Tom Witosky of the Des Moines Register says that John McCain is hoping for a revival in this year’s presidential campaign similar the one his friend John Kerry experienced in 2004. Indeed, McCain’s campaign manager, Rick Davis, told Witosky “”It is the Kerry model in a lot of ways.” Davis added:
Iowa always tends to punish the front-runner right down at the end of the campaign. So we want to hang around and be a very viable campaign in Iowa long enough for everyone to take that second look. That is what we like about Iowa.
The Kerry model may offer McCain hope in Iowa, but can McCain reasonably expect fully to replicate Kerry’s comeback by capturing his party’s nomination? Perhaps, but there are some very fundamental differences in the two situations, and I’m not referring to McCain’s fundraising problems.
First, there was no real distance between Kerry and the Democratic base. Sure, Kerry had voted for the Iraq war, but his credentials as a dove were otherwise solid. Few Democrats believed that Kerry really wanted to go to war in Iraq, so all they had to forgive was his opportunism. McCain has distanced himself from the Republican base on a number of important issues, most notably immigration and campaign finance reform. And no one doubts his sincerity on these matters. In this respect, his superior personal qualities conspire against him.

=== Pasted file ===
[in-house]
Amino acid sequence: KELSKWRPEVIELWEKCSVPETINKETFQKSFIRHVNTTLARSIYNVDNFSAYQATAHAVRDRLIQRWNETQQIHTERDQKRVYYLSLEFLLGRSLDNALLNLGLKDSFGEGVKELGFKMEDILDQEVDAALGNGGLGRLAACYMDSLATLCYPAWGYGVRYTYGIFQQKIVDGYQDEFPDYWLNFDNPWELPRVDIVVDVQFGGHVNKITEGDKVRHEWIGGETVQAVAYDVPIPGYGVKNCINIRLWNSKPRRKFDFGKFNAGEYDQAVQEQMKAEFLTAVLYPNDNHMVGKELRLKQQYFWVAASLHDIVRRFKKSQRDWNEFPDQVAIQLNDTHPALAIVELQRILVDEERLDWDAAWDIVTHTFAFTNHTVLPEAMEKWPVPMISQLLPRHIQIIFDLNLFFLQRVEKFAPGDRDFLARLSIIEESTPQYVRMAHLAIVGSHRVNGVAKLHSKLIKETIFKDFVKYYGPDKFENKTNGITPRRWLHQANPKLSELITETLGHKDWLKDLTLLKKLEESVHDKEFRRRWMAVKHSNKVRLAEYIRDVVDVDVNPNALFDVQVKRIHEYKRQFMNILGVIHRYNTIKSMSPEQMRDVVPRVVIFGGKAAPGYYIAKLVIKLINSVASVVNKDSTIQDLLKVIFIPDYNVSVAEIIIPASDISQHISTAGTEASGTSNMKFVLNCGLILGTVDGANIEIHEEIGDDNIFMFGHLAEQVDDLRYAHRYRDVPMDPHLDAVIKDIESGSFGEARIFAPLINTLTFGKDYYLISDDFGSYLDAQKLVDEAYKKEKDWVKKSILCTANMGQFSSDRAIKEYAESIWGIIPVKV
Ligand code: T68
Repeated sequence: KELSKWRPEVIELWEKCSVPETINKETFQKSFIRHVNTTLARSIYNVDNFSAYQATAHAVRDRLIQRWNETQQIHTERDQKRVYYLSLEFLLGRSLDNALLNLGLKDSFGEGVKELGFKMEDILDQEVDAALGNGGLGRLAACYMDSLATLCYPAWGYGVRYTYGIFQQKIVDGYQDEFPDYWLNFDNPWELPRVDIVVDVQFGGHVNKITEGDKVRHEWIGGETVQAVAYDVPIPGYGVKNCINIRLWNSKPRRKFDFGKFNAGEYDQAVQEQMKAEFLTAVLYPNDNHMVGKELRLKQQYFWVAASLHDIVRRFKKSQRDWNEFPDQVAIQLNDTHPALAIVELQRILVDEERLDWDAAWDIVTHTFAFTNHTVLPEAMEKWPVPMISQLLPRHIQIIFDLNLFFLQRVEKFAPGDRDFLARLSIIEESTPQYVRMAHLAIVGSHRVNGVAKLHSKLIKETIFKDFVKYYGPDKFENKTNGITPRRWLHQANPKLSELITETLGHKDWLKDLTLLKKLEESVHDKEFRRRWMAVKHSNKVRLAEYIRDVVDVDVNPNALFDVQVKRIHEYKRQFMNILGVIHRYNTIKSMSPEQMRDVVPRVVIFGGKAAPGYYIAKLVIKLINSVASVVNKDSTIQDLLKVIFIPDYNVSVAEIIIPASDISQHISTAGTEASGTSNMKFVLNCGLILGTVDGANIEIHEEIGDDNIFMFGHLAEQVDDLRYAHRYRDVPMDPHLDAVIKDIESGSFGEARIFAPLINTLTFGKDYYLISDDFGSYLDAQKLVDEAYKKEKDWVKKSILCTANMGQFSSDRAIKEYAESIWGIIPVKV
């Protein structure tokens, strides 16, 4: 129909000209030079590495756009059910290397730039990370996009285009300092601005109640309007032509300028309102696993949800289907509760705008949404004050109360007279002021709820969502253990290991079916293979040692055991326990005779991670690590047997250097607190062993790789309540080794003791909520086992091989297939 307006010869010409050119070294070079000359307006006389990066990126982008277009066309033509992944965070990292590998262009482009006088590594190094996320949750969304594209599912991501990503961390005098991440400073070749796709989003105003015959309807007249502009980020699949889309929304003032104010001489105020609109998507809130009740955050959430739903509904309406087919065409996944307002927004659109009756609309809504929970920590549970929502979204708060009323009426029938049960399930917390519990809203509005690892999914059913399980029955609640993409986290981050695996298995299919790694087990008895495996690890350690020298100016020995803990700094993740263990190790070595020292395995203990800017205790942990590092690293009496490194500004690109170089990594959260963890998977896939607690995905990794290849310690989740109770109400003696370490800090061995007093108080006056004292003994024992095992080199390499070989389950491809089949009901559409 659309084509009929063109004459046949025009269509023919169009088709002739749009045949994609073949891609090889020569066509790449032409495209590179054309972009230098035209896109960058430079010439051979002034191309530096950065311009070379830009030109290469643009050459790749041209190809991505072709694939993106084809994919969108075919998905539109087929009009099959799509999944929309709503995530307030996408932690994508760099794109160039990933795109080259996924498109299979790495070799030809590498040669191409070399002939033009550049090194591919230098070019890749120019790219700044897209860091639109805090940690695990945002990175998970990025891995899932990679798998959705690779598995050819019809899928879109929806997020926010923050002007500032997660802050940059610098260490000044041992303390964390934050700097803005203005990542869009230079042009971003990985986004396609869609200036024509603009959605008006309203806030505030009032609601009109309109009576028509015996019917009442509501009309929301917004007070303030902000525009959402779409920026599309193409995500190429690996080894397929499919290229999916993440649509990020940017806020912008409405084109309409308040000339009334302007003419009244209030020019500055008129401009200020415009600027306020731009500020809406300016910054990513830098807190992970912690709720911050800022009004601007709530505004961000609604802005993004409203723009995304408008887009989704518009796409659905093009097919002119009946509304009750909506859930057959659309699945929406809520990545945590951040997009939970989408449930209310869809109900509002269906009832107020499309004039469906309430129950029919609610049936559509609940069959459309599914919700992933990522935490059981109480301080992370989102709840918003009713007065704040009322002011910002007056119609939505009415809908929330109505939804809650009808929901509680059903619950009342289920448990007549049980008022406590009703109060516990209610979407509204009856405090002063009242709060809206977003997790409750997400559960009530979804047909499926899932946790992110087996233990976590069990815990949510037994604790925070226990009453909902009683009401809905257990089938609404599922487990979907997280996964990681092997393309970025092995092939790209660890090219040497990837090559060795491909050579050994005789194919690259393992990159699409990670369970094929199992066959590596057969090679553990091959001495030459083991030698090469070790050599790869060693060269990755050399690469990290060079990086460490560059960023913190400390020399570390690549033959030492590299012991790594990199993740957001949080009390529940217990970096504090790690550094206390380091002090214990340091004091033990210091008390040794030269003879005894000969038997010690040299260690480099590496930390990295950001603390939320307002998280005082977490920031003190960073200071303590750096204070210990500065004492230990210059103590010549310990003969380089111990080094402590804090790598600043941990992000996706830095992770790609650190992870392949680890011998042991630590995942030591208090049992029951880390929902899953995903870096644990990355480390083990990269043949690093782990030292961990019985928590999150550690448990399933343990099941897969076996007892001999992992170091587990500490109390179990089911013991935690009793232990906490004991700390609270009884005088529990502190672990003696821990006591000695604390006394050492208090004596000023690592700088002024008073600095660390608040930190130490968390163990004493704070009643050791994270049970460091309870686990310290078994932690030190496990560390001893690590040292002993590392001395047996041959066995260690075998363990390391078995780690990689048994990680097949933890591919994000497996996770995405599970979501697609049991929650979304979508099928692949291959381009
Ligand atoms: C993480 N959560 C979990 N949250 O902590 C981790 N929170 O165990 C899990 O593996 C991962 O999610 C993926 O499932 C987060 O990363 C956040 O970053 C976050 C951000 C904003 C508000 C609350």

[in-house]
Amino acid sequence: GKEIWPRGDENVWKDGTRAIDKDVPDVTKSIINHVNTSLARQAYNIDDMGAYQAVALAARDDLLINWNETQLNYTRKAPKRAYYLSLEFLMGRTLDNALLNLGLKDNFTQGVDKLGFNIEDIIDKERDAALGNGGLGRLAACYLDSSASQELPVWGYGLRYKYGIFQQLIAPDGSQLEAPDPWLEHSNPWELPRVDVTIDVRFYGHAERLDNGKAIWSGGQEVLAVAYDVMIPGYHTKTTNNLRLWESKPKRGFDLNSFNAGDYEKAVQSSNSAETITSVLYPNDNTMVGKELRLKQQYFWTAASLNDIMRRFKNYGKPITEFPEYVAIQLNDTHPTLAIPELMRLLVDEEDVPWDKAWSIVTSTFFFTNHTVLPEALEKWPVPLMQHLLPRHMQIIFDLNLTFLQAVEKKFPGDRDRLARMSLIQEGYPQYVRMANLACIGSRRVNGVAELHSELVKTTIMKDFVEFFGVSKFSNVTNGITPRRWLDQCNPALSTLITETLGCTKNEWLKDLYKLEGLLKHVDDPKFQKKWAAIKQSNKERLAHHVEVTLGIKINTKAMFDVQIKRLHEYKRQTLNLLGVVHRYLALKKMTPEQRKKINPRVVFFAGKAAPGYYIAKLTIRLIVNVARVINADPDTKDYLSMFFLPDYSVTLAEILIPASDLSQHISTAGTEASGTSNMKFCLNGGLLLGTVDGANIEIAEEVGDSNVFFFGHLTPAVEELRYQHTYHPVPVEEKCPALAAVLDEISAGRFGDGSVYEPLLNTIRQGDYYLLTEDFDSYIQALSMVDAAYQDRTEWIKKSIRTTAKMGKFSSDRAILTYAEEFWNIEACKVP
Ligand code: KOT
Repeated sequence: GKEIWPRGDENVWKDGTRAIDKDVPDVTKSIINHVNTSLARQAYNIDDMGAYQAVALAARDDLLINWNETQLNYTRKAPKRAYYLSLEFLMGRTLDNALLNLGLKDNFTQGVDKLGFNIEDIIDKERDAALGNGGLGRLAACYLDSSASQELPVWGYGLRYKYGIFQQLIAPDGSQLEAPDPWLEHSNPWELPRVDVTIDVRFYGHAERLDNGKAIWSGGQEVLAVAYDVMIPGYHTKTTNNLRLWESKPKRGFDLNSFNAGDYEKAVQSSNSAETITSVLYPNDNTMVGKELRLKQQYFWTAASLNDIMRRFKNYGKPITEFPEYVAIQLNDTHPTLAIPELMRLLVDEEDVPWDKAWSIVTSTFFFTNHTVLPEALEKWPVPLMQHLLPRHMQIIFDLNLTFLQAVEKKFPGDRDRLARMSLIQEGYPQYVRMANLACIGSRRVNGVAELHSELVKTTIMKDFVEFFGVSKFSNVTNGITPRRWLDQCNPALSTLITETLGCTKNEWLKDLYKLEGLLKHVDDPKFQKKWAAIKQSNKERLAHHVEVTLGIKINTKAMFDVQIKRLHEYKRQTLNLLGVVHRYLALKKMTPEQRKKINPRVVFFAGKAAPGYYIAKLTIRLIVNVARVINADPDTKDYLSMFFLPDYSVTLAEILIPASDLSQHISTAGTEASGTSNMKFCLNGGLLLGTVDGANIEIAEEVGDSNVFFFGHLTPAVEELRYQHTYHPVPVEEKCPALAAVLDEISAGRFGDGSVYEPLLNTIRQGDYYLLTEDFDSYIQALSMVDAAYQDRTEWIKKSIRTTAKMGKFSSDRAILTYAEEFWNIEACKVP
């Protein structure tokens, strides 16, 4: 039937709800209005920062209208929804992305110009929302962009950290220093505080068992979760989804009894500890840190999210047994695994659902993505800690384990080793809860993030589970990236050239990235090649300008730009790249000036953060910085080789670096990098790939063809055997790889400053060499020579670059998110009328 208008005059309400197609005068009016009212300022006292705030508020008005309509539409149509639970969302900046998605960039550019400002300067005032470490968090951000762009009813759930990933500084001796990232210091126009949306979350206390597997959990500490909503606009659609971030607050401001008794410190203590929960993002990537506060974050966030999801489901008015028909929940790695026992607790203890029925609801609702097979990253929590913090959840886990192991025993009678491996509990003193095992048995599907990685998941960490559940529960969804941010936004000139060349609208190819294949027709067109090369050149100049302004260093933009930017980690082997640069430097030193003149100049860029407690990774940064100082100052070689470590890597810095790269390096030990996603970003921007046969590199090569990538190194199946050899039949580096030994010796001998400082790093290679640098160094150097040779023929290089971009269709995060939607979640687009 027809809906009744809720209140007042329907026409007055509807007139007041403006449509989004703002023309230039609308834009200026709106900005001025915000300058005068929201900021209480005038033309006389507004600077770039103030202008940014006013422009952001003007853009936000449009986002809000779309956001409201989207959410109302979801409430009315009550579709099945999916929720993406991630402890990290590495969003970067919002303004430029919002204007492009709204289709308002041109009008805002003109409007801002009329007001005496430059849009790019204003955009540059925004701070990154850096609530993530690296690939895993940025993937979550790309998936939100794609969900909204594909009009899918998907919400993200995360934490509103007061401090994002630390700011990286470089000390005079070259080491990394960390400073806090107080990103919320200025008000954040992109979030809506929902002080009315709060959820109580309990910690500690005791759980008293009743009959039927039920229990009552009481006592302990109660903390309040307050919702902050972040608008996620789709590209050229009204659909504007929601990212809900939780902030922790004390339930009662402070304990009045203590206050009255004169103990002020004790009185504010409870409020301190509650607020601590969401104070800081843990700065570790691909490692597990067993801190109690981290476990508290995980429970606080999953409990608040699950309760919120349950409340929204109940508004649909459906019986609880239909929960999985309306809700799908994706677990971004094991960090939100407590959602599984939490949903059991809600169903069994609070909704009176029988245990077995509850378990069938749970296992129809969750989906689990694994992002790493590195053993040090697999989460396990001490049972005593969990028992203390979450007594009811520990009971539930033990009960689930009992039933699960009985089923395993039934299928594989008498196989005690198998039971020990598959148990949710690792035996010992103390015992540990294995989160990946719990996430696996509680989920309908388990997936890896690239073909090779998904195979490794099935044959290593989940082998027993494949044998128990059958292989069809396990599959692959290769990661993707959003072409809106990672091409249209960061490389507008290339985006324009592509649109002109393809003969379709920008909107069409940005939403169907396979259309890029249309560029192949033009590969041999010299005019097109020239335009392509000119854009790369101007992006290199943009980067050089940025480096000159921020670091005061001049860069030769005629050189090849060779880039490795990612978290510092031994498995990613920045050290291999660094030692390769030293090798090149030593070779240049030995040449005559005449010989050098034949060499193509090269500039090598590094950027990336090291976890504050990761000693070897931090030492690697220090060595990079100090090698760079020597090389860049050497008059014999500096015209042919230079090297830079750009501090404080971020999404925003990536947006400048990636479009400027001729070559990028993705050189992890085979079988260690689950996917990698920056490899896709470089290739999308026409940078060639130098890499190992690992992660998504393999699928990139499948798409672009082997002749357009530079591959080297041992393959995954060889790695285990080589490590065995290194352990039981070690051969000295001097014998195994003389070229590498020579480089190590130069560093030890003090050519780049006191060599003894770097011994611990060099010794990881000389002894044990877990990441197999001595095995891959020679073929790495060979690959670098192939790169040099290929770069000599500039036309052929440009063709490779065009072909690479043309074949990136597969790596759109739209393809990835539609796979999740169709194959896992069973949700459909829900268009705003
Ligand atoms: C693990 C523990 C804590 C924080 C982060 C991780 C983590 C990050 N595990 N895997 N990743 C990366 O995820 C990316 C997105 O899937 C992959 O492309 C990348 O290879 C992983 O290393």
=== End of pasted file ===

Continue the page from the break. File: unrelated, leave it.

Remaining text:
Second, the Democratic base forgave Kerry’s opportunistic vote on Iraq because it believed, foolishly, that he was electable. It’s conceivable that most Republicans would overlook non-conservative positions McCain has taken for the same reason except for one thing — there’s an alternative to McCain who has at least as strong an electability claim, Rudy Giuliani. Unless Giuliani destructs, it’s difficult for me to picture McCain following in Kerry’s footsteps.
Via Real Clear Politics
JOHN adds: I can’t argue with that logic, but I do think it is useful to remember what a dead duck John Kerry was in late 2003–later than the stage we are at in the current election cycle. At that point, I thought that Kerry probably couldn’t wait for the New Hampshire primary to be over so he could be put out of his misery and go back to being a Senator who rarely showed up in the Senate. On December 29, 2003, I did a post titled “Things Can’t Get Much Worse.” Here is the text of the post:
For John Kerry, that is. The photo below appeared in the Concord Monitor and has been the subject of considerable hilarity in New Hampshire. It isn’t clear whether the picture was a set-up or not; the 17-year-old wearing the tee-shirt apparently is a Republican.
So things can change fast in a Presidential campaign. The circumstances were very different, of course. Howard Dean had sucked up pretty much all the energy on the Democratic side in late 2003, yet he was basically untested as a candidate. His surprisingly poor finish in Iowa, capped off by the “scream,” finished him. Democrats panicked and fled to Kerry on the theory that he was electable. Almost overnight, Kerry went from has-been to front-runner.
There is little or no analogy between Howard Dean and Rudy Giuliani, and even if something happened to make Giuliani implode, Republicans would not default to McCain in a panic. So perhaps there is little point in trying to compare Kerry to McCain–except as a reminder that things can change very fast in politics.